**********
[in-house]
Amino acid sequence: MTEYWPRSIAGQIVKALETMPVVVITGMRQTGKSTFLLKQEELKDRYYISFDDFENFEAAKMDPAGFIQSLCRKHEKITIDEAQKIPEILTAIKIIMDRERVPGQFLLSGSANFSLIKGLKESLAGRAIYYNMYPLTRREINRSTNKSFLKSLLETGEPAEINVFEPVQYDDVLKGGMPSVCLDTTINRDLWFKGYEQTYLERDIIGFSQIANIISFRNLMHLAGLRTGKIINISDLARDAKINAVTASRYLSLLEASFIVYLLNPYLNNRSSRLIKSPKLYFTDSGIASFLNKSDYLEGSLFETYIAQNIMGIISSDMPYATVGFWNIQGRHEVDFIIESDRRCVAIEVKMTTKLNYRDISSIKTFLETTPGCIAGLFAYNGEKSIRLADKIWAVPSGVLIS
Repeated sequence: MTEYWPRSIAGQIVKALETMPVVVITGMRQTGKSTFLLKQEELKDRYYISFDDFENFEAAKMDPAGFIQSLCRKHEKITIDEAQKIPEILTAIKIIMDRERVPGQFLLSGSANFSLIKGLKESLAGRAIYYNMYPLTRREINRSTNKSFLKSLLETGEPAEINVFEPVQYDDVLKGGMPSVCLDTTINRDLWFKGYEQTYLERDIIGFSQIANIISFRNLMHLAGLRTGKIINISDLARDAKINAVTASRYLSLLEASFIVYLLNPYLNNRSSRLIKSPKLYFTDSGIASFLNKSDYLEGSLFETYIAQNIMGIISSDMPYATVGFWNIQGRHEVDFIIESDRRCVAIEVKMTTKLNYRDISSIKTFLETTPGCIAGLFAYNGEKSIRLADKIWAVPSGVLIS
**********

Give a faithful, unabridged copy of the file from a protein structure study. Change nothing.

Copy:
[in-house]
Amino acid sequence: MTEYWPRSIAGQIVKALETMPVVVITGMRQTGKSTFLLKQEELKDRYYISFDDFENFEAAKMDPAGFIQSLCRKHEKITIDEAQKIPEILTAIKIIMDRERVPGQFLLSGSANFSLIKGLKESLAGRAIYYNMYPLTRREINRSTNKSFLKSLLETGEPAEINVFEPVQYDDVLKGGMPSVCLDTTINRDLWFKGYEQTYLERDIIGFSQIANIISFRNLMHLAGLRTGKIINISDLARDAKINAVTASRYLSLLEASFIVYLLNPYLNNRSSRLIKSPKLYFTDSGIASFLNKSDYLEGSLFETYIAQNIMGIISSDMPYATVGFWNIQGRHEVDFIIESDRRCVAIEVKMTTKLNYRDISSIKTFLETTPGCIAGLFAYNGEKSIRLADKIWAVPSGVLIS
Repeated sequence: MTEYWPRSIAGQIVKALETMPVVVITGMRQTGKSTFLLKQEELKDRYYISFDDFENFEAAKMDPAGFIQSLCRKHEKITIDEAQKIPEILTAIKIIMDRERVPGQFLLSGSANFSLIKGLKESLAGRAIYYNMYPLTRREINRSTNKSFLKSLLETGEPAEINVFEPVQYDDVLKGGMPSVCLDTTINRDLWFKGYEQTYLERDIIGFSQIANIISFRNLMHLAGLRTGKIINISDLARDAKINAVTASRYLSLLEASFIVYLLNPYLNNRSSRLIKSPKLYFTDSGIASFLNKSDYLEGSLFETYIAQNIMGIISSDMPYATVGFWNIQGRHEVDFIIESDRRCVAIEVKMTTKLNYRDISSIKTFLETTPGCIAGLFAYNGEKSIRLADKIWAVPSGVLIS